What is Sucanon®?

Clinical Trial Summary

Clinical Results

Regulatory Approvals


Clinical Results


Clinical Experience
The clinical benefits of Sucanon were convincingly demonstrated in a double-blind, randomized, placebo- & Glibenclamide controlled, multi-center, efficacy and safety study in 370 adult patients with Type II diabetes. Sucanon® was administered as tablets, one in the morning and one in the evening. The duration of the study was 6 months; four months treatment, preceded by one month screening evaluation, and followed by one month post-treatment follow-up. Glibenclamide is a commonly prescribed sulfonylurea, its benefits and limitations have been well known to diabetologists for over a decade. The parameters of response to therapy included an evaluation of the changes in clinical signs and symptoms of diabetes, an alteration in the blood and urine measurements of glucose metabolism, and an alteration in blood lipid levels.


The results indicated that the parameters of disease activity in patients receiving either Glibenclamide or Sucanon responded in a highly relevant clinical manner and that the differences from baseline measurements were statistically highly significant (p values <0.01). The lack of response in the group of patients who were randomized to receive placebo was also unequivocal, where the effect of administration was clinically small or non-existent, and the baseline to treatment difference was statistically insignificant (p value >0.05). An extract of the data is summarized in the following graphs and tables.


Table 1
Changes in glucose abnormalities in 370 Type II diabetic patients in 3 treatment groups of the randomized, double-blind, controlled study (before treatment and at the end of treatment analyses)


Table 2
Results from table 1 expressed as "Percent Improvement"(baseline to end of treatment)



Response to therapy was documented not only by a loss of, or a reduction in, disease related symptoms which included polyuria, polvdipsia, polyphagia, and fatigue, but also by the improvement in objective parameters of disease, namely, a reduction to normal or near normal levels in the elevated fasting blood glucose, and urinary sugar, and a normalization of the 100 g - oral glucose tolerance test. The objective results are given in table 1 above where the mean and standard deviations for these Values are listed, as well as the calculated "t" and “p" values. Given that the coefficient of variance of baseline values for the three treatment groups is small, and the patient number per group relatively large (n = 123), a between treatment group comparison is not unreasonable. These calculations (not shown) reveal that the improvements associated with therapy for both the Glibenclamide group of patients and the Sucanon® group of patients were hoth better than placebo for all objective parameters measured, to a level that was statistically significant (p Values <0.05 to <0.01 respectively. This was not surprising from the t values listed in table 1. The difference in reduction of fasting blood glucose between the latter treatment groups was not statistically significant (p value >.0.05).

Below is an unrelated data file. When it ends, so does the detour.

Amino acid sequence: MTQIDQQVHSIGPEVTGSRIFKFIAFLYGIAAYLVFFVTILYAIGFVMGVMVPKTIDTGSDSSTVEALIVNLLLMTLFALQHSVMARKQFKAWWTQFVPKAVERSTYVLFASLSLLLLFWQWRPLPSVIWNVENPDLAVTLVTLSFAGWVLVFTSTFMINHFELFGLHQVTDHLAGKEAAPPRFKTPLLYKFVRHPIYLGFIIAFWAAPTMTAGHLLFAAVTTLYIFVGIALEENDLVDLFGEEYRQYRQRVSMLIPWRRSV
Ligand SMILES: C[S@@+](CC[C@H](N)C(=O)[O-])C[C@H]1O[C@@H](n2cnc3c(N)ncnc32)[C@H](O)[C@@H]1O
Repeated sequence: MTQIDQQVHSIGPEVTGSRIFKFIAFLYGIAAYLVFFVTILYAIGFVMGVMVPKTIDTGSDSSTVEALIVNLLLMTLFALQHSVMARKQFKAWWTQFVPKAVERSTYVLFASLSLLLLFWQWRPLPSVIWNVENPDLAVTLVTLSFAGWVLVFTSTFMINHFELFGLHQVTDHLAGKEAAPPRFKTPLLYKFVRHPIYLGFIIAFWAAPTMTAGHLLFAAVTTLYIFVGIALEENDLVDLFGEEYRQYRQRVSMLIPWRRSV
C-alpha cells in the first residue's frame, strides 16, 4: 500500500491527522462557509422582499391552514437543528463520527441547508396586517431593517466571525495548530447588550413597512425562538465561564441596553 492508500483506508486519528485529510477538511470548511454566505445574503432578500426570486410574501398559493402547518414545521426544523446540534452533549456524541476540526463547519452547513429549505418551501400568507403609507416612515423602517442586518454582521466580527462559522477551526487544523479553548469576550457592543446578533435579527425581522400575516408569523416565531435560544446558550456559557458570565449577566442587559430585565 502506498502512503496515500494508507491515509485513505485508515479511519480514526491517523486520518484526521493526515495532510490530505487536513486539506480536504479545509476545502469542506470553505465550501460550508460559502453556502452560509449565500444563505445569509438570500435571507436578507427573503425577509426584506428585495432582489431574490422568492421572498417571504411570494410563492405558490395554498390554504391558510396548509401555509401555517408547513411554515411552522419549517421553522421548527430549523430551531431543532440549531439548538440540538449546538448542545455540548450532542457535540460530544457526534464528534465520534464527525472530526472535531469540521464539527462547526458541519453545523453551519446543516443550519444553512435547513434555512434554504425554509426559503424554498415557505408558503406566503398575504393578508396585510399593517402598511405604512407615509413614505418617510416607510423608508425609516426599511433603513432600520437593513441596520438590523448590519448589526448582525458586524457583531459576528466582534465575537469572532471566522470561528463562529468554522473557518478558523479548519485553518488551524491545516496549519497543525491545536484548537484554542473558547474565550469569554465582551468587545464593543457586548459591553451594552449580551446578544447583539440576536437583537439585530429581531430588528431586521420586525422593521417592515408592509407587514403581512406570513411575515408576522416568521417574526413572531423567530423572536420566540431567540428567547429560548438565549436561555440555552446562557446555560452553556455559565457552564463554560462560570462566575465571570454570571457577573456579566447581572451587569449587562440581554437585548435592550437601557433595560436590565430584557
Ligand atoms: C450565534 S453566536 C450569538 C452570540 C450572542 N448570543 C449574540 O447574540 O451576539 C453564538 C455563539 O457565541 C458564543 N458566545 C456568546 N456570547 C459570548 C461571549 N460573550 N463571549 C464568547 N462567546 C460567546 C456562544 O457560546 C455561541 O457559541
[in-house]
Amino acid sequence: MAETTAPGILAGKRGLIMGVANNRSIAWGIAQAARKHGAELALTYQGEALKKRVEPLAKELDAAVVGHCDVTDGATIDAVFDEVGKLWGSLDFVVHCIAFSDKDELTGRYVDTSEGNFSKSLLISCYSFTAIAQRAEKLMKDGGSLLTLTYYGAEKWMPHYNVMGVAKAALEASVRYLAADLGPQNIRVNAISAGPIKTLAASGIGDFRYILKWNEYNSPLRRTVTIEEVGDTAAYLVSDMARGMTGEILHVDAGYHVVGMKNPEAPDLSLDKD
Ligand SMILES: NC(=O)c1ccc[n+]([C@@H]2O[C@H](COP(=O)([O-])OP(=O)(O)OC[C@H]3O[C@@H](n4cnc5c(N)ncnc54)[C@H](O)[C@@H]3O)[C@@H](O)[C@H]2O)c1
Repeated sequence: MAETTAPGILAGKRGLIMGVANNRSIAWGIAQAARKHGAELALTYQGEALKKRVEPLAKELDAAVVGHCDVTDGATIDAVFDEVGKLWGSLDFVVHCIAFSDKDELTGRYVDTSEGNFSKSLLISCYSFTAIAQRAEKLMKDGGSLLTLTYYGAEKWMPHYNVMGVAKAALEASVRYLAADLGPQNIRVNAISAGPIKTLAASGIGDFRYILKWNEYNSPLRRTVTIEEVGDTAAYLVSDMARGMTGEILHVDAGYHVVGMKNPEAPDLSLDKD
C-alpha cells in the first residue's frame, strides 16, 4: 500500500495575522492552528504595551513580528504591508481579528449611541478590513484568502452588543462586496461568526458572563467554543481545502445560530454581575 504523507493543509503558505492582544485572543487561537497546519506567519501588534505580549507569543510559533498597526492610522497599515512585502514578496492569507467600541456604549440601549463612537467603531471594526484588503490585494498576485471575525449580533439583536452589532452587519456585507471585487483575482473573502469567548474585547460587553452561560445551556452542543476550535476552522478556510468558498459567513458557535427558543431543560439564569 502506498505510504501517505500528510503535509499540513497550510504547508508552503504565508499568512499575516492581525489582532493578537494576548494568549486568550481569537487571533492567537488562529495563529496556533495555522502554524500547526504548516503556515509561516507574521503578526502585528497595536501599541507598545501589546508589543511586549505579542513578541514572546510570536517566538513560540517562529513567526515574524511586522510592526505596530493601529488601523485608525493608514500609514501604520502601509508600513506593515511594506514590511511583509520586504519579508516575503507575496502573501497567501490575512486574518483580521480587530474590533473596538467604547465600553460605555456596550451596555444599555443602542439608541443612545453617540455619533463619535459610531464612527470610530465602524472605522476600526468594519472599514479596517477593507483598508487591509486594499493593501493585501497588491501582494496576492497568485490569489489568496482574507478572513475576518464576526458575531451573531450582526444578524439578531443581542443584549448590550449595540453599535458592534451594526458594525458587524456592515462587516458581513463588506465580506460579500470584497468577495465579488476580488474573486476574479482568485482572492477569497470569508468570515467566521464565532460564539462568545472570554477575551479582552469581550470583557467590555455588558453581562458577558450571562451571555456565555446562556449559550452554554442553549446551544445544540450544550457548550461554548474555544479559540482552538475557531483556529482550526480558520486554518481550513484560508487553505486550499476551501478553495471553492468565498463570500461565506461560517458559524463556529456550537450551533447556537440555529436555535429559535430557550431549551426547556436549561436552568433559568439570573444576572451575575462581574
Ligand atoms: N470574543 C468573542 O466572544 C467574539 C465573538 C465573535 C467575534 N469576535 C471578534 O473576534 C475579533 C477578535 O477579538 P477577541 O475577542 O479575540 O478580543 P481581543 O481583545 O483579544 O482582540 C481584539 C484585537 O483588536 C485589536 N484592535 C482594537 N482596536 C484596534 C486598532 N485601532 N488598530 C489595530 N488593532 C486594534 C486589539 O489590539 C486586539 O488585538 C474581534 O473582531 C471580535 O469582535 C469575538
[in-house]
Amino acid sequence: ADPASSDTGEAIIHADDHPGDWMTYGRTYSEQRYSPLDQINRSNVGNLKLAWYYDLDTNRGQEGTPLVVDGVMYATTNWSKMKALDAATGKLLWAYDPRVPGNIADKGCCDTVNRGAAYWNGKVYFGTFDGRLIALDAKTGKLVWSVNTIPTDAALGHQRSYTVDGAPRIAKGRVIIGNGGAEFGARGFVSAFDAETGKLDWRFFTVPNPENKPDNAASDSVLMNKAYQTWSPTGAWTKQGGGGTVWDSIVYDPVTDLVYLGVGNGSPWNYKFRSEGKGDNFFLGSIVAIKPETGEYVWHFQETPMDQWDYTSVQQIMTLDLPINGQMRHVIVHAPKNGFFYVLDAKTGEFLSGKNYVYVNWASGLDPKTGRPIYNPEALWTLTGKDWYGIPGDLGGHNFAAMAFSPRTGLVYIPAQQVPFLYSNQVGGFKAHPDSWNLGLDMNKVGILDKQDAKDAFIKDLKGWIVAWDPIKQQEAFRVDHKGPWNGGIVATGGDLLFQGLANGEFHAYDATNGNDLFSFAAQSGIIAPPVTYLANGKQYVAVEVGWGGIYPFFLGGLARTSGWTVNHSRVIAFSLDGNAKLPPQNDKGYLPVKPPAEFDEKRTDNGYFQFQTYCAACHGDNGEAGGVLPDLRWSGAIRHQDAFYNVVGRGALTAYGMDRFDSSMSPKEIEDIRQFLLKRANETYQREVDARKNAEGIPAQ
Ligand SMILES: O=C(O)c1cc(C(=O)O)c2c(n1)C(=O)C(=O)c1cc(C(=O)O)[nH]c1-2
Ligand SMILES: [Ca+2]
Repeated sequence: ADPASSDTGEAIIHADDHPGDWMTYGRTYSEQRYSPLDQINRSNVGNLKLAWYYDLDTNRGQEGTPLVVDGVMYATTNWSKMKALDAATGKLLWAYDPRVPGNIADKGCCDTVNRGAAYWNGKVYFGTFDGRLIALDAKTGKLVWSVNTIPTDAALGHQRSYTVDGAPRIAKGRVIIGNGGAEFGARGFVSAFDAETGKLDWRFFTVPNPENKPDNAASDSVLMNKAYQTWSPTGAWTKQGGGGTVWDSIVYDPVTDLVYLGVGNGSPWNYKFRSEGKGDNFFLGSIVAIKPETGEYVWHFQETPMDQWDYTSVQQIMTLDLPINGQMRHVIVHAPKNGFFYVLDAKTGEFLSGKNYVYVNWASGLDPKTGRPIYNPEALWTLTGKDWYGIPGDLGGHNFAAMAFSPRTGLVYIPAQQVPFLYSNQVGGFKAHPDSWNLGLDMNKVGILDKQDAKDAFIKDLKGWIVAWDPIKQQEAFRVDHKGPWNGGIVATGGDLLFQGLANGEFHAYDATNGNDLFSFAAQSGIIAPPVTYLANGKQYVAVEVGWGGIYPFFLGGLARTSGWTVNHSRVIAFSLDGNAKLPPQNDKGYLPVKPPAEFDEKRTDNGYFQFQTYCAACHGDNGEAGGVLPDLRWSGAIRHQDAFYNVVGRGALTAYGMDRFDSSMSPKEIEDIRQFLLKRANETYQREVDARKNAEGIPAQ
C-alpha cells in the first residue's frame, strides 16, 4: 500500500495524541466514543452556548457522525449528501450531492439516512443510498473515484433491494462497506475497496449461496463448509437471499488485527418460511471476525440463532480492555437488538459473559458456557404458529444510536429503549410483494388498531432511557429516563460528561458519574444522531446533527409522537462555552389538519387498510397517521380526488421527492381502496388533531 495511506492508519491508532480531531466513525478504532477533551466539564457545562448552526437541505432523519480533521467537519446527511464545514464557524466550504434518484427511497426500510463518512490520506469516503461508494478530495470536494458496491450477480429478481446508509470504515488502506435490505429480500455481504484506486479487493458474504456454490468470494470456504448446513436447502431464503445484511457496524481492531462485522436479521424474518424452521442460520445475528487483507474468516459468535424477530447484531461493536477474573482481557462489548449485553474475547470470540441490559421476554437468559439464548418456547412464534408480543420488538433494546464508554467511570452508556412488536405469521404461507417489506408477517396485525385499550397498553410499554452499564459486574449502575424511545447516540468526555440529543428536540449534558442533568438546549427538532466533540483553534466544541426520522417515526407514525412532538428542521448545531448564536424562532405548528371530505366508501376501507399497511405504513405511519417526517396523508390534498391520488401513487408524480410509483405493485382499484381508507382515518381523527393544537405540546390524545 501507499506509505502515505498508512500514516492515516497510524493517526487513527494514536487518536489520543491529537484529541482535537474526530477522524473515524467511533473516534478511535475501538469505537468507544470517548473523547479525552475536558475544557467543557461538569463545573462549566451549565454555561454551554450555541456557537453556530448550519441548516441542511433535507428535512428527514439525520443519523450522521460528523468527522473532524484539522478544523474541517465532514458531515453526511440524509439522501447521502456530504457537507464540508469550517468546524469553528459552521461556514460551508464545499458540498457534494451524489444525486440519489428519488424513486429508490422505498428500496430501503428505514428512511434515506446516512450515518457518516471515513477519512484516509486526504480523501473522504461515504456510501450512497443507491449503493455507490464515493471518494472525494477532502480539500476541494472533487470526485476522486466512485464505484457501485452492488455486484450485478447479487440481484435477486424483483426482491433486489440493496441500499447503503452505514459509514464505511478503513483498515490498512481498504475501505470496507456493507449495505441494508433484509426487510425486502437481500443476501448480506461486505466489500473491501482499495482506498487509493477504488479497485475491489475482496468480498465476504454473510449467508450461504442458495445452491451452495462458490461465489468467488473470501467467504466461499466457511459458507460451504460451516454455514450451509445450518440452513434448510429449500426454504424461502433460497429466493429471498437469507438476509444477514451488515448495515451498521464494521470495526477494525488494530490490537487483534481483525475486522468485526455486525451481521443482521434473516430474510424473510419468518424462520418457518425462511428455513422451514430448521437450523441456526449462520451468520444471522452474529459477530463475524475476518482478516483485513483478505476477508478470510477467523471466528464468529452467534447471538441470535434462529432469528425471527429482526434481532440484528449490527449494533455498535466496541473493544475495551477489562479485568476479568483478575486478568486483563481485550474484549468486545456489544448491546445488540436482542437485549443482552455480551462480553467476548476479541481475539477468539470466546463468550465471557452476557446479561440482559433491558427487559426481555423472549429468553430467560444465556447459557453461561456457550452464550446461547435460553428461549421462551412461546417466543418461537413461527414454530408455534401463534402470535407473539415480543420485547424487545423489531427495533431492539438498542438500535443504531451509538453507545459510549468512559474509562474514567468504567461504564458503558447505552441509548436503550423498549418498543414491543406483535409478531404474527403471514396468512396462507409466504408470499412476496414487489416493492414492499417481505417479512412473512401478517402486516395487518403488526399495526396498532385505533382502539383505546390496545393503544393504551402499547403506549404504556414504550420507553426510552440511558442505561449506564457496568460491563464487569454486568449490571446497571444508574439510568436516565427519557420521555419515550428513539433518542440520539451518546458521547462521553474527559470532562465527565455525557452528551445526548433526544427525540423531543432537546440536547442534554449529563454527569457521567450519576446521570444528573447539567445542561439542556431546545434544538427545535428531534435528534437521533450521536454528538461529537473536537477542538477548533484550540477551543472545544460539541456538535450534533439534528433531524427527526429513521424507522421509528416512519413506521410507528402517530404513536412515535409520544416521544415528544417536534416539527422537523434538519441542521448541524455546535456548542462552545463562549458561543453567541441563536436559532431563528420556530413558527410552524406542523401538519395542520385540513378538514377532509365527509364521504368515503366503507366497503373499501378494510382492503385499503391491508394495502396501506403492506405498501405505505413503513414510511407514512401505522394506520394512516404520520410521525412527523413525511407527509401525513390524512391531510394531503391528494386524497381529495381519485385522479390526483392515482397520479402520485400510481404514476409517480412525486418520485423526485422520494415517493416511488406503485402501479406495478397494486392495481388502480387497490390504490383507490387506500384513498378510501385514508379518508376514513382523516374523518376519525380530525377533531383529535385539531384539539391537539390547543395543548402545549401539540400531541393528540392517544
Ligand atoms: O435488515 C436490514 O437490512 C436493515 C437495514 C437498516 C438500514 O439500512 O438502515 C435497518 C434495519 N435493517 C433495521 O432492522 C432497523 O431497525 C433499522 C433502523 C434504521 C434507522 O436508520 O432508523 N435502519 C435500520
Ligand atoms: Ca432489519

Table 3
Sucanon associated improvements in blood lipid levels




Pre-clinical pharmacology

Pre-clinical in vivo and in vitro studies have identified that intravenous and oral Sucanon® is pharmacodynamically active in diabetic rats, and out-performed all biguanides and sulfonylureas tested in those models. When added to rat muscle cells, its critical influence commences in seconds as it up-regulates insulin receptors, in a manner not yet understood, With the resultant increase in insulin endocytosis, uptake of glucose and L-leucine effects which last more than an hour.

In single-dose rat studies, peak response in lowering blood glucose takes 2 to 4 hours to occur, and the effect is lost by about 10 hours. Multiple oral dosing in rats (48 davs) and up to 4 months in man, shows no loss of activitv. Clear-cut pharmacological dose-response features were documented. Sucanon® is also superior to other hypoglycemic agents in these models.



The therapeutic index is so large (10,000 in mice) that its margin of safety must be unique in the armamentarium of drugs for the treatment of diabetes. Carcinogenicity, mutagenicity, and teratogenicity toxicities were not found in mice. Chronic dosing in dogs and rats at 2000 times the therapeutic dose was free of any toxicity.

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